This is my first lengthy experience with winter. Actual winter. I'm from a part of Southern California where the winter equates to people driving 25 mph slower when it drizzles and the temperature never, I mean never, get below 40 degrees.
For those of you that were unaware, Korea has an actual winter. We are talking 6 degree temps, snow, layering, your face getting as white as the section of your body below your waste but just above your mid-thigh, snow, a numb face, snow, staying indoors even when the sun is out and even more, snow. All of these things remain pretty foreign to me.
Yet, in this new experience, there are a few things that stick out the most.
1.) I have never been afraid of anything that does not move, until now. Black ice; you are an ominous little creation.
2.) I need to allow an extra 3 minutes for getting ready in the morning because I now wear a big coat, beanie, scarf, gloves and sometimes dual socks. If I don't I am wildly cold on my way to work. The only problem with this is my work commute is literally a 2-minute bike ride and my co-workers look at me weird because I am bundled-up like I just got off the set of "Fargo".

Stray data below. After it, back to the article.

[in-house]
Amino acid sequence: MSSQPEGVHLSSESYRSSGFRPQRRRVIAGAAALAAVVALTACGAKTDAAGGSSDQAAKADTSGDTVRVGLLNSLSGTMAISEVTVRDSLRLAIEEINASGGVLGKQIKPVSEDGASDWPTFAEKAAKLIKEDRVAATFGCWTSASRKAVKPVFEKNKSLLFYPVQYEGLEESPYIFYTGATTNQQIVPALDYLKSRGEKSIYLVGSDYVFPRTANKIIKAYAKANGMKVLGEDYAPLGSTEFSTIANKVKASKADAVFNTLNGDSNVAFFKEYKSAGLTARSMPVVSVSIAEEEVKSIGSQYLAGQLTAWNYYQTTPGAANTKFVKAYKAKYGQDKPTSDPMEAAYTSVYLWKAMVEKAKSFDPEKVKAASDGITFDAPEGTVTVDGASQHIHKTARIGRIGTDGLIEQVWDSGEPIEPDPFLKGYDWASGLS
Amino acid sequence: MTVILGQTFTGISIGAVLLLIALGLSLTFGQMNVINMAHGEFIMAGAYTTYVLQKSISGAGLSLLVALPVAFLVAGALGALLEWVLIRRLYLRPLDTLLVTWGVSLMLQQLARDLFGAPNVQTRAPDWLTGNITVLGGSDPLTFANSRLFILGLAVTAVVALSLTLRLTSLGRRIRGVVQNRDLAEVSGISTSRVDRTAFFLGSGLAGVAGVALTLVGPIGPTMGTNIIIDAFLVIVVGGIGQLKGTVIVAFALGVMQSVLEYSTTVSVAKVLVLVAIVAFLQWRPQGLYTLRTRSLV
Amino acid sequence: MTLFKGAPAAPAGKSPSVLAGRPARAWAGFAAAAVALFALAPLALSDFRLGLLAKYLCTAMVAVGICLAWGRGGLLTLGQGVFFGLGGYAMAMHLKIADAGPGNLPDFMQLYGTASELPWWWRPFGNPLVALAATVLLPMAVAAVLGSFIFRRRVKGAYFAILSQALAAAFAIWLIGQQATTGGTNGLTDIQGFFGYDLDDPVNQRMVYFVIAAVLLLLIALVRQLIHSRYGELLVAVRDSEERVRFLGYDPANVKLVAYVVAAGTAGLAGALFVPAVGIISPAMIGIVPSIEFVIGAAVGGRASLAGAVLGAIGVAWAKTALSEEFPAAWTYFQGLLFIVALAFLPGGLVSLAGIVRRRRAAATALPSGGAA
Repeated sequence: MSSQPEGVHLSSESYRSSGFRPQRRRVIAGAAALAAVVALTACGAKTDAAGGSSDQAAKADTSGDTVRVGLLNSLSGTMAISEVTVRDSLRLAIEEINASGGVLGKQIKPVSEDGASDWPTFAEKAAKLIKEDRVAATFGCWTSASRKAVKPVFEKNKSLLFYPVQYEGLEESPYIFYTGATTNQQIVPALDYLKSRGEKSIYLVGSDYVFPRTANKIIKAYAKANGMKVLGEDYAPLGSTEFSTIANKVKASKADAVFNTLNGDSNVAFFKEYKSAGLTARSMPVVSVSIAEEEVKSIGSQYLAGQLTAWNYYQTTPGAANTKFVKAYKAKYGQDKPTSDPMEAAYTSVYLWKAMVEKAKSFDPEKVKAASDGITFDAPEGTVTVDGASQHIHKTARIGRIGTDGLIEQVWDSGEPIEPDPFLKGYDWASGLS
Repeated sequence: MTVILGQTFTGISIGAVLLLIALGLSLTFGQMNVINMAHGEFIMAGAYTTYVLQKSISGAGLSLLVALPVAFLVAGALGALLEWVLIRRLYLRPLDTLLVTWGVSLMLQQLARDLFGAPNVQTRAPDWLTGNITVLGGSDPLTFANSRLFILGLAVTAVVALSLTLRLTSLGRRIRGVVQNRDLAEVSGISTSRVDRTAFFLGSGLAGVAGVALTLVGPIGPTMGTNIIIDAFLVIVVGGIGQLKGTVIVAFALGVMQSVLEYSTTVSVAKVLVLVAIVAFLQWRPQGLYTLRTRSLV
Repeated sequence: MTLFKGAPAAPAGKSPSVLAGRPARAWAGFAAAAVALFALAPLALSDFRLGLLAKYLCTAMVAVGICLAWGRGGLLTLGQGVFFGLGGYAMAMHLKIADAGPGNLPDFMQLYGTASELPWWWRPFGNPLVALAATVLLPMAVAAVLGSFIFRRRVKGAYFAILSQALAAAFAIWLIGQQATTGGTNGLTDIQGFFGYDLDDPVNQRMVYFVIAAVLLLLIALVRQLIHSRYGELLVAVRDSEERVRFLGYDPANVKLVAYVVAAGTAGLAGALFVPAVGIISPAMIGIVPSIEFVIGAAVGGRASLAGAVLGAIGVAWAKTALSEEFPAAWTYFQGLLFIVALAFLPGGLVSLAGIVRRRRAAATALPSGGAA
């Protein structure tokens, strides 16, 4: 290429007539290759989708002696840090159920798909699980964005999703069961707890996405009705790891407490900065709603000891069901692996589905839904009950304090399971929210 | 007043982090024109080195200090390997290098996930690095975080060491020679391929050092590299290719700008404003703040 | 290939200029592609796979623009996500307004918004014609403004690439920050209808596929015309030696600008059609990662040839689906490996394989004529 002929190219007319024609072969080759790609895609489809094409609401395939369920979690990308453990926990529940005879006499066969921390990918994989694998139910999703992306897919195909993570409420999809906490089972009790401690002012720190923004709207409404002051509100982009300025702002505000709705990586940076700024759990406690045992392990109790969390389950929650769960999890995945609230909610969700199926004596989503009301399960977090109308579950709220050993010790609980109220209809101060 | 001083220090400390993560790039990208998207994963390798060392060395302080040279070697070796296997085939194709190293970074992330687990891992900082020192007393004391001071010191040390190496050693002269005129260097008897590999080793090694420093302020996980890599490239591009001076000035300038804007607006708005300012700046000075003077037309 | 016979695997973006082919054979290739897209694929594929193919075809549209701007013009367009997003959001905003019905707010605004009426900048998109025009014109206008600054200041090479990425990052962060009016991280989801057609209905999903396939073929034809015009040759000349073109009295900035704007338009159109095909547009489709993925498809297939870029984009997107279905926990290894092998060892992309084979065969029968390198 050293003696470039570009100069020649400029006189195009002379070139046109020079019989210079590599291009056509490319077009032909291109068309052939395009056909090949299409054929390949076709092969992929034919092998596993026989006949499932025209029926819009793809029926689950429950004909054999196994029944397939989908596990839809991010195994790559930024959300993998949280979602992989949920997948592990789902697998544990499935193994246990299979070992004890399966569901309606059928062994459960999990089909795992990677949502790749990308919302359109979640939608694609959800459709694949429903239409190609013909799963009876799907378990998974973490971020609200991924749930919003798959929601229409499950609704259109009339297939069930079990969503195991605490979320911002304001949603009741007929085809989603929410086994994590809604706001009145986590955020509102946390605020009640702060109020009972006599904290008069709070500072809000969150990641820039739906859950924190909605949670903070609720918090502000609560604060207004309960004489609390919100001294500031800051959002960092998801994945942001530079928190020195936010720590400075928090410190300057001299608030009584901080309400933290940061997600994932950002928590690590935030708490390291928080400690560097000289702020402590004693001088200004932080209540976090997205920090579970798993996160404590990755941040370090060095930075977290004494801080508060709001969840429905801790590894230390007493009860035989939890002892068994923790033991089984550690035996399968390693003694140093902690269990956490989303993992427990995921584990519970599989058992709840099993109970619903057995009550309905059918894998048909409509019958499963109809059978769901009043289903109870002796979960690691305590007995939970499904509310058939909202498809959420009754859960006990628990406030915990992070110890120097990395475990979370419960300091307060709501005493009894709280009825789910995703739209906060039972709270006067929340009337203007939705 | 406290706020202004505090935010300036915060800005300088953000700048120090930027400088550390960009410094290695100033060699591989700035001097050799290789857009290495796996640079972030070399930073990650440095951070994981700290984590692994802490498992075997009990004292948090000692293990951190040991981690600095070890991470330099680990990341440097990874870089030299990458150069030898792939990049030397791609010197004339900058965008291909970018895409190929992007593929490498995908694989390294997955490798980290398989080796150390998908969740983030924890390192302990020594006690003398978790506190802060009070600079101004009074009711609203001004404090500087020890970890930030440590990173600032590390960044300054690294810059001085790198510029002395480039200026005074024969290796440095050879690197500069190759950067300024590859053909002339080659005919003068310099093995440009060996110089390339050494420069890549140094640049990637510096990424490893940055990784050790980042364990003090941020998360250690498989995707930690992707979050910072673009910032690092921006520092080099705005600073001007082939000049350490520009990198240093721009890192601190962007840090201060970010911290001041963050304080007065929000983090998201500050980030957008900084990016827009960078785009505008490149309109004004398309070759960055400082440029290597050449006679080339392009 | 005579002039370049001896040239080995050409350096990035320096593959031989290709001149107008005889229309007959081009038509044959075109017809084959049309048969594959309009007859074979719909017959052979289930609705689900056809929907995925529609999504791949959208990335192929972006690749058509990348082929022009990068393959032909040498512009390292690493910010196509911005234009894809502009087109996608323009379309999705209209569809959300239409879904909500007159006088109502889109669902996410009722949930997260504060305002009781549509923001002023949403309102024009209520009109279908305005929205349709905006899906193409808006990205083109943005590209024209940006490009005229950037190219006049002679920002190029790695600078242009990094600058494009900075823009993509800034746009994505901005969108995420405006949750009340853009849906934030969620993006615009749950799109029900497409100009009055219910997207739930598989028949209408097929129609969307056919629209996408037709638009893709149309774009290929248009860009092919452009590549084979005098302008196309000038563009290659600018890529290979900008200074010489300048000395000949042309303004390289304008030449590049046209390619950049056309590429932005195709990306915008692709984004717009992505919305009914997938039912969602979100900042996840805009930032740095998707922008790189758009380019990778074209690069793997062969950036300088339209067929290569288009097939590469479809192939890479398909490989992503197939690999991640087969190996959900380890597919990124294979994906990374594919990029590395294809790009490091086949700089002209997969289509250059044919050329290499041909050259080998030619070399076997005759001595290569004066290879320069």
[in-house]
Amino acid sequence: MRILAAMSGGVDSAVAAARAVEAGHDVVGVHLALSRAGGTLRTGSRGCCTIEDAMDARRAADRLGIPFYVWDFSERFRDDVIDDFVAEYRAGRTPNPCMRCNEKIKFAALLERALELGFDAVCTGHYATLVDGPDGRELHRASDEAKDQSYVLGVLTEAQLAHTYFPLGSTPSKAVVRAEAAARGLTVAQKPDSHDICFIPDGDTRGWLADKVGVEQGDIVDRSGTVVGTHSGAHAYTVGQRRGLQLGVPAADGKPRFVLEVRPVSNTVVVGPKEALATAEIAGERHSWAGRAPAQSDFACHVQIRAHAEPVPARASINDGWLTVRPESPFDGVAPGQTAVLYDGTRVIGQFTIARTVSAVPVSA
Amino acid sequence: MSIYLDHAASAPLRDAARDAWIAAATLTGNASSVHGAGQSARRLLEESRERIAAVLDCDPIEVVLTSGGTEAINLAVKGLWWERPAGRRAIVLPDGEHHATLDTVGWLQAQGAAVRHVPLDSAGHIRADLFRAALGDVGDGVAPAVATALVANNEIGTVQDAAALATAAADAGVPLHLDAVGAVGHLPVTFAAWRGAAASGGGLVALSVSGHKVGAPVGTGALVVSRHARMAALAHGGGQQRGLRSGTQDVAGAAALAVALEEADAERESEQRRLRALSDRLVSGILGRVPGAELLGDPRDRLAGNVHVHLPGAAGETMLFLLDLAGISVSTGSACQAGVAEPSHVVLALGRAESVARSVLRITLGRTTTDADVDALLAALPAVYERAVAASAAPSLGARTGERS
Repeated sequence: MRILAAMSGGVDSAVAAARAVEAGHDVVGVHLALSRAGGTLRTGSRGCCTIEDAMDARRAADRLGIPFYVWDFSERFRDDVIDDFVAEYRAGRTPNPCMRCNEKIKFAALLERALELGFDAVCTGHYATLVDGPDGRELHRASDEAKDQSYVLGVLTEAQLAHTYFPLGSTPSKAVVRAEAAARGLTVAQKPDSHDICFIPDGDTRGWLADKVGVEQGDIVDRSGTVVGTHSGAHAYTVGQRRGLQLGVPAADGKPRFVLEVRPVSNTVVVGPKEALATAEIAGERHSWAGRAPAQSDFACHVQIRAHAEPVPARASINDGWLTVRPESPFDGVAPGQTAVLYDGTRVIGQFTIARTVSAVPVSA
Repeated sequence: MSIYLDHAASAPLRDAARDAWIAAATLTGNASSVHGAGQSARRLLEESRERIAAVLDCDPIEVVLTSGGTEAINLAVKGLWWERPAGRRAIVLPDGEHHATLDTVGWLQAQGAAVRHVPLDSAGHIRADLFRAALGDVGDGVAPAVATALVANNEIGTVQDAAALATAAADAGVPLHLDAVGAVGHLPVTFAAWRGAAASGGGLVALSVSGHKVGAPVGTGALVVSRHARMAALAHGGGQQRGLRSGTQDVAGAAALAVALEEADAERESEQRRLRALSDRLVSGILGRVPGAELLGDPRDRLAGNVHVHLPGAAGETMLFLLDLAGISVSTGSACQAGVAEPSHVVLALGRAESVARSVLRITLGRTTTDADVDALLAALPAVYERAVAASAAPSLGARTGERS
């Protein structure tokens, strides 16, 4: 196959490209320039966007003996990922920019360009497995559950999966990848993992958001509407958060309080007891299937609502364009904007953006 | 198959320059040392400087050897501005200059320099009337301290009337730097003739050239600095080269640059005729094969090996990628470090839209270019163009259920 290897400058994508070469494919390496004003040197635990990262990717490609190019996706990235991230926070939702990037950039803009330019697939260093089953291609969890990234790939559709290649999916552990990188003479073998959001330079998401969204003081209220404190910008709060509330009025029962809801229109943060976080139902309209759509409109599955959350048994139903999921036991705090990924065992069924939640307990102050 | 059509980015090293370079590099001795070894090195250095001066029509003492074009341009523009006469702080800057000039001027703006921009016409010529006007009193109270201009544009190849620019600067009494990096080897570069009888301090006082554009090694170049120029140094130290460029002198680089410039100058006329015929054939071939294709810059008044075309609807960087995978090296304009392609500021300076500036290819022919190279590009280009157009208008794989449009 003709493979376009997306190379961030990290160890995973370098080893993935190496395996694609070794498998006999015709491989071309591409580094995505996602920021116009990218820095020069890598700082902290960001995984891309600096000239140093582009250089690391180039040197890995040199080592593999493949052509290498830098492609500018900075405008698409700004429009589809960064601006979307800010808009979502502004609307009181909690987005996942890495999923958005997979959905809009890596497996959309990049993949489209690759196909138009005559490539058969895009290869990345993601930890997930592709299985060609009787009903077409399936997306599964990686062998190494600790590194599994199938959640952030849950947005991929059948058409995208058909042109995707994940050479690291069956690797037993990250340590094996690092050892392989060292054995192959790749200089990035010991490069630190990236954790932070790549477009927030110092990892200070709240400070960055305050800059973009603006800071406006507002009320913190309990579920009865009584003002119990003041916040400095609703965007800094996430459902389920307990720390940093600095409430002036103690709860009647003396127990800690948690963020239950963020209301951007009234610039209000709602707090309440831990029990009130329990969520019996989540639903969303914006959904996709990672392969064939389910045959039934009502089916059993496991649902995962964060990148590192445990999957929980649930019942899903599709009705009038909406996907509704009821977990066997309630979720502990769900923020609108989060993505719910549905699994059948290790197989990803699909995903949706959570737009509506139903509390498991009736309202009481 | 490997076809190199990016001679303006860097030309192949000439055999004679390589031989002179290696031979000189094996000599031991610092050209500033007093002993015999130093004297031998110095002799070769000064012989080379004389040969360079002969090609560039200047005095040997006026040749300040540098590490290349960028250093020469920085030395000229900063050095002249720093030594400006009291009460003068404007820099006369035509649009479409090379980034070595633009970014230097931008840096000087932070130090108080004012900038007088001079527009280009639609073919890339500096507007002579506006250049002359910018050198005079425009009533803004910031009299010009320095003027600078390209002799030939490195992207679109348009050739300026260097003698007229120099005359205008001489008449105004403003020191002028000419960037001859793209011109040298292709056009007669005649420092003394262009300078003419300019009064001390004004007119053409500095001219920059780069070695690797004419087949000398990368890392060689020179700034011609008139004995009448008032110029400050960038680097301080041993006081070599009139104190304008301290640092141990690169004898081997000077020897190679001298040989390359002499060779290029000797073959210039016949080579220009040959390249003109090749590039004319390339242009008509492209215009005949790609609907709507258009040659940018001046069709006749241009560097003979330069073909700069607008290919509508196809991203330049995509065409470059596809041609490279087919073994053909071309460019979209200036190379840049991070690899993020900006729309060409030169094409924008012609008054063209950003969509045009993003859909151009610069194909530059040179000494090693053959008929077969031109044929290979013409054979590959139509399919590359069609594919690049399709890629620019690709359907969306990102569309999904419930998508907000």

3.) Snow falling between buildings and nestling onto city streets still stands as one of the most beautiful sights I know.
4.) Don't go to tropical climates (Thailand) for your winter vacation when snow and ice await your return. Total bummer. I completely blew it on that one.
It's actually not that bad, which is reassuring. I feel like living in any major city in the U.S. is doable now because I know I can handle some intense winter weather.
Then again, I have a feeling that the black ice has yet to strike it's devilish ways upon me.
...Get Lost my friends.